For example, on issues like plastic waste, they are increasingly demanding ever-higher levels of leadership from big companies.
The Coca-Cola Company understands we have the opportunity and an obligation to use the power of our business and our brands to achieve positive change.”
What’s the next step after brands have learned the value of sustainability and doing “good”?
“I think many brands are still catching on. The next step is probably that no one will talk about CSR anymore, or think it is innovative of a brand to take a stance on a social, cultural or environmental issue.
It will just be the norm.
Companies that cling to the distinction between profit and doing good as if they are alternatives, will be the minority, especially in countries where consumers have access to data and use it to demand accountability of businesses. In less free societies this may perhaps take longer.”
Are Coca-Cola’s sustainability initiatives in the MENA region the extended versions of the global CSR strategy or customized solutions of what the communities require?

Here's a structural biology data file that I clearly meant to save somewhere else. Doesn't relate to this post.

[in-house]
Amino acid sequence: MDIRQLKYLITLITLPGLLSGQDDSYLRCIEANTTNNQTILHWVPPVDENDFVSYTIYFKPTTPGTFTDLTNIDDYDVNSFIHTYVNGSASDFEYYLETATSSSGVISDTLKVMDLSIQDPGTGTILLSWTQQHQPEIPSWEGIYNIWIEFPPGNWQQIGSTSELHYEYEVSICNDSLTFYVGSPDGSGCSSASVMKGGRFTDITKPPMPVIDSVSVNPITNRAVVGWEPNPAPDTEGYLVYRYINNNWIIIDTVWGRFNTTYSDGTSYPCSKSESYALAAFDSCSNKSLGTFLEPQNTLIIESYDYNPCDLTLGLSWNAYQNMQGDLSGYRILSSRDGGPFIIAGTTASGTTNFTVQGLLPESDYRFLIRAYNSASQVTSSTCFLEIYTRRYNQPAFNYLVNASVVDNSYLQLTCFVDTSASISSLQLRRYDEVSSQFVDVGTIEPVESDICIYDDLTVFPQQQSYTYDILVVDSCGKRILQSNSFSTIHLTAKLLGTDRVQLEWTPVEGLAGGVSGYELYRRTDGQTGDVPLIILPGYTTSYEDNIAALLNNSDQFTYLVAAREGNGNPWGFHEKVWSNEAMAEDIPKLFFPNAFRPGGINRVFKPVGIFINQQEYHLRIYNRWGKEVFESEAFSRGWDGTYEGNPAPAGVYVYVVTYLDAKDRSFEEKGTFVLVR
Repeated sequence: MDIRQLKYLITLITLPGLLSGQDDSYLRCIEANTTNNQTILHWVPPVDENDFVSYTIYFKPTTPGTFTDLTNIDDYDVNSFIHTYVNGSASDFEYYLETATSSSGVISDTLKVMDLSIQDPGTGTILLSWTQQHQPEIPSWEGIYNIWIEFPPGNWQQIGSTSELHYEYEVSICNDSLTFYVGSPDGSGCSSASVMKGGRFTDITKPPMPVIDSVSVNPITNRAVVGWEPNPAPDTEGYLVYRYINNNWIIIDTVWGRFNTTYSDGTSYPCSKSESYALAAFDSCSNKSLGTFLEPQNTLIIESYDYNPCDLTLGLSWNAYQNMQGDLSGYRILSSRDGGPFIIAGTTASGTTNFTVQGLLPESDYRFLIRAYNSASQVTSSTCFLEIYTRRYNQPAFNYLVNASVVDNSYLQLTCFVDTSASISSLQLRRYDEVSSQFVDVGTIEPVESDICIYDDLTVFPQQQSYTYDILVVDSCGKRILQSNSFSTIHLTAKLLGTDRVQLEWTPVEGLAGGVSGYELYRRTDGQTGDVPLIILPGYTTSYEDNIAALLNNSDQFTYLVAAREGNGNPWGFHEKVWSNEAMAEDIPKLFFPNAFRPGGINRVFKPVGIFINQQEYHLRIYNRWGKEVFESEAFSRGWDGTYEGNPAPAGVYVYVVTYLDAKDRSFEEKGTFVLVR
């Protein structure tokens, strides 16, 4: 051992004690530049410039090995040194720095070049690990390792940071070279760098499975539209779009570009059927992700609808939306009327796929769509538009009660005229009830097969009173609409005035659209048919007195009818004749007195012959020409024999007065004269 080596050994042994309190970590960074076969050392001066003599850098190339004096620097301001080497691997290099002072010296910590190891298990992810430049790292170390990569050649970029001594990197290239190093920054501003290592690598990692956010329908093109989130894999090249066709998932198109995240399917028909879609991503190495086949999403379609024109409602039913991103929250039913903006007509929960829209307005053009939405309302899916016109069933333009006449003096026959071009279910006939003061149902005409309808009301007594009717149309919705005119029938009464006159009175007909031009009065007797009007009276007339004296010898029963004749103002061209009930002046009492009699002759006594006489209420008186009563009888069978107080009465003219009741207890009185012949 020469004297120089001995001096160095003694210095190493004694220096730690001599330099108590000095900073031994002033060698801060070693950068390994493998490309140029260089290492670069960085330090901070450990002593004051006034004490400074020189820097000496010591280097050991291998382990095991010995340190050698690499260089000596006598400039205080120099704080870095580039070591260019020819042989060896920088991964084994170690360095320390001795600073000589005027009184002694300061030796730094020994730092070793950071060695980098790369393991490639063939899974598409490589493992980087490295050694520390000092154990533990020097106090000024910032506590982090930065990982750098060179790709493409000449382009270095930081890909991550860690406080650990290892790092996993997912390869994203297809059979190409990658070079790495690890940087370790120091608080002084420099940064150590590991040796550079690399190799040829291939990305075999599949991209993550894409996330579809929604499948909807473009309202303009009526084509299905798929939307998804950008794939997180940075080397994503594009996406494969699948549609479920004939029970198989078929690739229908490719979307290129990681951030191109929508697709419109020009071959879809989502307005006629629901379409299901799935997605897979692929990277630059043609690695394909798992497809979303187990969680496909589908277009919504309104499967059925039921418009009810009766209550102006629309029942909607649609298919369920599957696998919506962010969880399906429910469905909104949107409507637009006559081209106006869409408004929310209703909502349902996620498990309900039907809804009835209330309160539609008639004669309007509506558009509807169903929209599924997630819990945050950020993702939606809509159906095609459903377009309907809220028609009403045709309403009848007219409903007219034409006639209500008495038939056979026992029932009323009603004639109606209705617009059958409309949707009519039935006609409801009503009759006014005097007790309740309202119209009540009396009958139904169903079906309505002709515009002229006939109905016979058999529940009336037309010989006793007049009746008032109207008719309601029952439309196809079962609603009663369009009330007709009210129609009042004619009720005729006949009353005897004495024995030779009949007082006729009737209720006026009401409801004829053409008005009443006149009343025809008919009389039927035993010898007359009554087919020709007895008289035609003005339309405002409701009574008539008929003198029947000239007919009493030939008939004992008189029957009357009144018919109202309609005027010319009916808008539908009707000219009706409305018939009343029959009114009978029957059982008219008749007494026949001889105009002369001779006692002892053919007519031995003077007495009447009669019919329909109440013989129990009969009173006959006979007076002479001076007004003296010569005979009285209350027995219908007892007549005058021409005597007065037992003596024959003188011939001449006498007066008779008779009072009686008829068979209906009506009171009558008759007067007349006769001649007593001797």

“Coca-Cola is a global business that operates on a local scale.
We are able to achieve global reach while maintaining local focus because of the strength of the Coca-Cola system, which comprises our Company and our many bottling partners across the globe.
The Coca-Cola Company has overarching 2020 Sustainability Goals, including 100% water Replenishment, World Without Waste, and 5by20 (women’s empowerment).
The whole Company is committed to driving progress towards these ambitious goals, and these are also our top sustainability priorities in MENA.
But we supplement the global framework with additional effort on issues that are locally relevant in MENA.”
“For example, our MENA Scholarship program is not a global mandate but something we created in MENA because of the prevalence of youth unemployment and untapped youth potential.
Other examples of localization are in Pakistan where we have a project with the Rotary Foundation to support polio elimination as well as some education initiatives that matter to local communities where we operate.
Another case is humanitarian crises, where we always try to play our part – for example, Coca-Cola contributed $1.2 million in 2017 to famine relief in the African Sahel and Yemen.”